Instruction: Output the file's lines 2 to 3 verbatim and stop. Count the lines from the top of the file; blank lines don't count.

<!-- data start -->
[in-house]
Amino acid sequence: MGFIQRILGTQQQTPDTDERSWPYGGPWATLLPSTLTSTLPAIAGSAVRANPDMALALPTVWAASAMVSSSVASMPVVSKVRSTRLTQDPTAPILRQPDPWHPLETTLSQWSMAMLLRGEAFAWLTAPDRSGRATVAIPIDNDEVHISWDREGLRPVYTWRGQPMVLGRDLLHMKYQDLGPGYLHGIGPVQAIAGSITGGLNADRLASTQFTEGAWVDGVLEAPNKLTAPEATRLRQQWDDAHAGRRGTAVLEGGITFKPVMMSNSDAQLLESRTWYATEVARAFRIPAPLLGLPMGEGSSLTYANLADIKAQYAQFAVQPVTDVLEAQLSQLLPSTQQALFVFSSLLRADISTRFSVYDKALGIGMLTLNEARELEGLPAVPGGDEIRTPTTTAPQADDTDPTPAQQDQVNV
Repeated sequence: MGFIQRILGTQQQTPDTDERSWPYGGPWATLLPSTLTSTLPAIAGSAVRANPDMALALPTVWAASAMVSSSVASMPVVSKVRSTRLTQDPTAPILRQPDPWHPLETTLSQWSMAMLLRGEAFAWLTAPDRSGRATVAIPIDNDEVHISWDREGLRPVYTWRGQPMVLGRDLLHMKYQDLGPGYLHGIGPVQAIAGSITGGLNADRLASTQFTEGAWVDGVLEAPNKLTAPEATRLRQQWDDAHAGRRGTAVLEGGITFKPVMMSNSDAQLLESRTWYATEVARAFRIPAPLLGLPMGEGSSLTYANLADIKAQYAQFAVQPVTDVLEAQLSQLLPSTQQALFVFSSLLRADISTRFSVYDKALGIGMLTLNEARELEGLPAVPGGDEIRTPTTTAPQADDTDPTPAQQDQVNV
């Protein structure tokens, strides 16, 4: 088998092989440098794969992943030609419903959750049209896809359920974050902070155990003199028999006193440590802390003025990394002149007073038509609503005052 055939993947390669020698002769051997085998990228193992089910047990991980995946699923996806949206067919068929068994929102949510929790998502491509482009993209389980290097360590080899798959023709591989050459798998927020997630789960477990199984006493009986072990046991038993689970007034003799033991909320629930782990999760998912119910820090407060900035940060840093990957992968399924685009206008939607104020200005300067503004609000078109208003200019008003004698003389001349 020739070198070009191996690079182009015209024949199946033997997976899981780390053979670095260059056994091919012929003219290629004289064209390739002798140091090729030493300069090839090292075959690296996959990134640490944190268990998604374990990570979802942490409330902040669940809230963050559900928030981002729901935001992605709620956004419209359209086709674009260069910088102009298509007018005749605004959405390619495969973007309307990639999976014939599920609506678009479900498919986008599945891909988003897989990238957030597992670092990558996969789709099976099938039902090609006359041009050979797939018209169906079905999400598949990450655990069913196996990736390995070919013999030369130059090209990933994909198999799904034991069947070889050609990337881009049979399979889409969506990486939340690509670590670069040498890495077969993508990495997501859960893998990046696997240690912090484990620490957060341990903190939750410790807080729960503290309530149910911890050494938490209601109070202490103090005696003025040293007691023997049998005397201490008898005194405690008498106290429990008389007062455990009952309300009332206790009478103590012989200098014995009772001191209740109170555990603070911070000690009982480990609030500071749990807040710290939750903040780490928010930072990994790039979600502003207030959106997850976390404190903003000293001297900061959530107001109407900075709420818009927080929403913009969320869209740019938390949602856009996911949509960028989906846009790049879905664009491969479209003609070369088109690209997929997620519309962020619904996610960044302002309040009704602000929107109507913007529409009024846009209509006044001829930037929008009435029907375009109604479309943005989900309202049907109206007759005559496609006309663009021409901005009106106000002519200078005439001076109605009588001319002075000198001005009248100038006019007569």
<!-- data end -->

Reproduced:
Amino acid sequence: MGFIQRILGTQQQTPDTDERSWPYGGPWATLLPSTLTSTLPAIAGSAVRANPDMALALPTVWAASAMVSSSVASMPVVSKVRSTRLTQDPTAPILRQPDPWHPLETTLSQWSMAMLLRGEAFAWLTAPDRSGRATVAIPIDNDEVHISWDREGLRPVYTWRGQPMVLGRDLLHMKYQDLGPGYLHGIGPVQAIAGSITGGLNADRLASTQFTEGAWVDGVLEAPNKLTAPEATRLRQQWDDAHAGRRGTAVLEGGITFKPVMMSNSDAQLLESRTWYATEVARAFRIPAPLLGLPMGEGSSLTYANLADIKAQYAQFAVQPVTDVLEAQLSQLLPSTQQALFVFSSLLRADISTRFSVYDKALGIGMLTLNEARELEGLPAVPGGDEIRTPTTTAPQADDTDPTPAQQDQVNV
Repeated sequence: MGFIQRILGTQQQTPDTDERSWPYGGPWATLLPSTLTSTLPAIAGSAVRANPDMALALPTVWAASAMVSSSVASMPVVSKVRSTRLTQDPTAPILRQPDPWHPLETTLSQWSMAMLLRGEAFAWLTAPDRSGRATVAIPIDNDEVHISWDREGLRPVYTWRGQPMVLGRDLLHMKYQDLGPGYLHGIGPVQAIAGSITGGLNADRLASTQFTEGAWVDGVLEAPNKLTAPEATRLRQQWDDAHAGRRGTAVLEGGITFKPVMMSNSDAQLLESRTWYATEVARAFRIPAPLLGLPMGEGSSLTYANLADIKAQYAQFAVQPVTDVLEAQLSQLLPSTQQALFVFSSLLRADISTRFSVYDKALGIGMLTLNEARELEGLPAVPGGDEIRTPTTTAPQADDTDPTPAQQDQVNV